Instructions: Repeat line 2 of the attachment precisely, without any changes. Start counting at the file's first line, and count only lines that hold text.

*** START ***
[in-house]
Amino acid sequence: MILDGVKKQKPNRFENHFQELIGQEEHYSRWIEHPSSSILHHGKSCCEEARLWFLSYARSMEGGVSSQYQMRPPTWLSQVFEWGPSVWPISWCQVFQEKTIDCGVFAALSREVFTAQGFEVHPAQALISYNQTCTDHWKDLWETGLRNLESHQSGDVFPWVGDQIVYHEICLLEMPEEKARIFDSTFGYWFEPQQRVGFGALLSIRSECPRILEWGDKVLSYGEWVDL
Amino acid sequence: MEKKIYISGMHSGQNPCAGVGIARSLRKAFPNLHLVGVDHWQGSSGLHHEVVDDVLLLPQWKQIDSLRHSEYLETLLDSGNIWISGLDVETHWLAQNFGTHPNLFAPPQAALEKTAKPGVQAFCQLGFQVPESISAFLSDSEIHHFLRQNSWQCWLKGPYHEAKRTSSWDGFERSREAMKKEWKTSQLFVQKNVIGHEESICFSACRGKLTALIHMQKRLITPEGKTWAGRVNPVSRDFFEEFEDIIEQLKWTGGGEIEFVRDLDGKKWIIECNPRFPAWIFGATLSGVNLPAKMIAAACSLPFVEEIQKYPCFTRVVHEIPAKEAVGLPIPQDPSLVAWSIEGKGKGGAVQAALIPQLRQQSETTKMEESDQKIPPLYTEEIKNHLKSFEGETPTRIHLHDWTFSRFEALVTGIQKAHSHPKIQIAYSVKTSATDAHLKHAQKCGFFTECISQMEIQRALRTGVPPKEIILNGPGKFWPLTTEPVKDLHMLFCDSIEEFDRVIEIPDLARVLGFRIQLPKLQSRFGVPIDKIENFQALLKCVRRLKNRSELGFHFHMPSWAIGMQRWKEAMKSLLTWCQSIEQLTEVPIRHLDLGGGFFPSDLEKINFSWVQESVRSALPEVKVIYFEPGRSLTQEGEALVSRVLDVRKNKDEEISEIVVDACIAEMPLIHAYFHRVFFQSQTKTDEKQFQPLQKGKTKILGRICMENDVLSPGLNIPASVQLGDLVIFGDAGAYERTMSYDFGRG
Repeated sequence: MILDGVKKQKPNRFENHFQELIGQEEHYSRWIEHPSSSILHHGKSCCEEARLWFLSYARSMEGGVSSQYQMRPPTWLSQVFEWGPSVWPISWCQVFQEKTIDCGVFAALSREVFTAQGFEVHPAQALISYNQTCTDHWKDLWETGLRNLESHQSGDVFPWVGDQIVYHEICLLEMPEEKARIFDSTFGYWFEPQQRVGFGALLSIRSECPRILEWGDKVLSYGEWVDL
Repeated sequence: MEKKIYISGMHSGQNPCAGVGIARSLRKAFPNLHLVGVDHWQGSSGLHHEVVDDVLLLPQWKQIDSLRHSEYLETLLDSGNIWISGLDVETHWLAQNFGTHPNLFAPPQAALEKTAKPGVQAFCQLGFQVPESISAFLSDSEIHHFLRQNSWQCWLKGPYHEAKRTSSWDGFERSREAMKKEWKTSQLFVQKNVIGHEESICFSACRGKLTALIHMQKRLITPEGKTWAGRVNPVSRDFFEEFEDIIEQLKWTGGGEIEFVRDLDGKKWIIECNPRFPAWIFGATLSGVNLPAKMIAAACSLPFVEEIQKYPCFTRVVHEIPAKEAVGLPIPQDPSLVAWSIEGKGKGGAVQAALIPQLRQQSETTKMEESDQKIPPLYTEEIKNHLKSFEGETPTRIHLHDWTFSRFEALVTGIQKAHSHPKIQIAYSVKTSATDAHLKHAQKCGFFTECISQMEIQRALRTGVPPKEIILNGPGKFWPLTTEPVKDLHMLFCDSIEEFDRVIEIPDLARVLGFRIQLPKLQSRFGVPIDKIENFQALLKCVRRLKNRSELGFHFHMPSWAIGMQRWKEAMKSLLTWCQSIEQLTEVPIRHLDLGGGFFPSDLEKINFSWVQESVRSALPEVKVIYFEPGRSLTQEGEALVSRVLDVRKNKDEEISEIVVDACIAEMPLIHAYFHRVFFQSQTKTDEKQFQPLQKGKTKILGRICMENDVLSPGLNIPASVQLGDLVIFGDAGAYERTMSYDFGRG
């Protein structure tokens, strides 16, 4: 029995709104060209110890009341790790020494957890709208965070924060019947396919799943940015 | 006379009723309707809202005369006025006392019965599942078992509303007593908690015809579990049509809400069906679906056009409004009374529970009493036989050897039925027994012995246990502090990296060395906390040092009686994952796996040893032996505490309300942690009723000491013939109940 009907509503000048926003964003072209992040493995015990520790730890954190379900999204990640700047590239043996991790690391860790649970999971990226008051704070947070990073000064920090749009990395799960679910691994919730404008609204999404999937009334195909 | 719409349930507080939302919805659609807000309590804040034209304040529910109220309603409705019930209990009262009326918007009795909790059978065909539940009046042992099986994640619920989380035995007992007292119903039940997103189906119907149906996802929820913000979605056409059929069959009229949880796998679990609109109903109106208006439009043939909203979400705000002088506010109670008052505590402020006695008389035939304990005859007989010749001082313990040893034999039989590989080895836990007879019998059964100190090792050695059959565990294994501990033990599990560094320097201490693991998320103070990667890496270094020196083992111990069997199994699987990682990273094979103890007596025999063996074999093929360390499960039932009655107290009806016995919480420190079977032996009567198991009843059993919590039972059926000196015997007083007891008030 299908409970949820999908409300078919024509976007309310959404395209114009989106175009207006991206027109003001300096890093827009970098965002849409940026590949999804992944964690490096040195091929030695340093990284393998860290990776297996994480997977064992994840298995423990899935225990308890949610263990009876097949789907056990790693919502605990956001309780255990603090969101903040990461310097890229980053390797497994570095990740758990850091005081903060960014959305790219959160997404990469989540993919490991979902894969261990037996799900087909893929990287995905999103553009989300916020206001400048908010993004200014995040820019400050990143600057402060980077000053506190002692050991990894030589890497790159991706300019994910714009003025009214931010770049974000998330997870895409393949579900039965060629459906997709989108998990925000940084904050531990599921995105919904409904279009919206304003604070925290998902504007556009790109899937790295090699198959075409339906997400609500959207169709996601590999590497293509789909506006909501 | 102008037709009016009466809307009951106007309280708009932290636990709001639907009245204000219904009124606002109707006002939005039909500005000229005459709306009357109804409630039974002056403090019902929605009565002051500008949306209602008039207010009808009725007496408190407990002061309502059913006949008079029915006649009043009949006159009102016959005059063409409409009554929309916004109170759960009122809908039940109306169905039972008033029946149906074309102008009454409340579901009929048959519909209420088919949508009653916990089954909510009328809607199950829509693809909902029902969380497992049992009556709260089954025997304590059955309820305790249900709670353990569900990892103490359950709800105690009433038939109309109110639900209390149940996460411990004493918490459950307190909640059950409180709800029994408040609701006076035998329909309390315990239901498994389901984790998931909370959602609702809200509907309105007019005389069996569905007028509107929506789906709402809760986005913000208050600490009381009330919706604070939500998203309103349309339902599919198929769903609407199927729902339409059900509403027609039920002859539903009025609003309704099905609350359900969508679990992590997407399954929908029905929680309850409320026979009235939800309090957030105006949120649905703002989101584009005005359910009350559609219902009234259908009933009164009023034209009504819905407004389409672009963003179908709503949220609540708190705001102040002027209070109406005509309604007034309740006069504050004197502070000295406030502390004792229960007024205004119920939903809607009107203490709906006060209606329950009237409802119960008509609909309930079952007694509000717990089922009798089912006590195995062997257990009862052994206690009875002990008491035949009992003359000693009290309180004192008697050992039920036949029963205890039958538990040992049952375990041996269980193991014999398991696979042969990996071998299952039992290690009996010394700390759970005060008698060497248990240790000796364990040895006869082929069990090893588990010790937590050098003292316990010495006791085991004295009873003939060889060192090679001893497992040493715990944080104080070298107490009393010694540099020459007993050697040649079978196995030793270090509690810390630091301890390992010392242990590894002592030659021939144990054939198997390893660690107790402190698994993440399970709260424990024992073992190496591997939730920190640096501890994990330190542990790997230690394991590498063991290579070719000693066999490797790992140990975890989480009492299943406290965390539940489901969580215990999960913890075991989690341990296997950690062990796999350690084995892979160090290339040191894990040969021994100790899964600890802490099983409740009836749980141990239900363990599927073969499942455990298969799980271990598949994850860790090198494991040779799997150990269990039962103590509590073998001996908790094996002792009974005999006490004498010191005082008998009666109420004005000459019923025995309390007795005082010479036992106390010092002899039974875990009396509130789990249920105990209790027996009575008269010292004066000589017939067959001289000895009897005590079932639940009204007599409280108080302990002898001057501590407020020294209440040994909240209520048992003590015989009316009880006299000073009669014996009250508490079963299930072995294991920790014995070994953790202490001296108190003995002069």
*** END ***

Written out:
Amino acid sequence: MILDGVKKQKPNRFENHFQELIGQEEHYSRWIEHPSSSILHHGKSCCEEARLWFLSYARSMEGGVSSQYQMRPPTWLSQVFEWGPSVWPISWCQVFQEKTIDCGVFAALSREVFTAQGFEVHPAQALISYNQTCTDHWKDLWETGLRNLESHQSGDVFPWVGDQIVYHEICLLEMPEEKARIFDSTFGYWFEPQQRVGFGALLSIRSECPRILEWGDKVLSYGEWVDL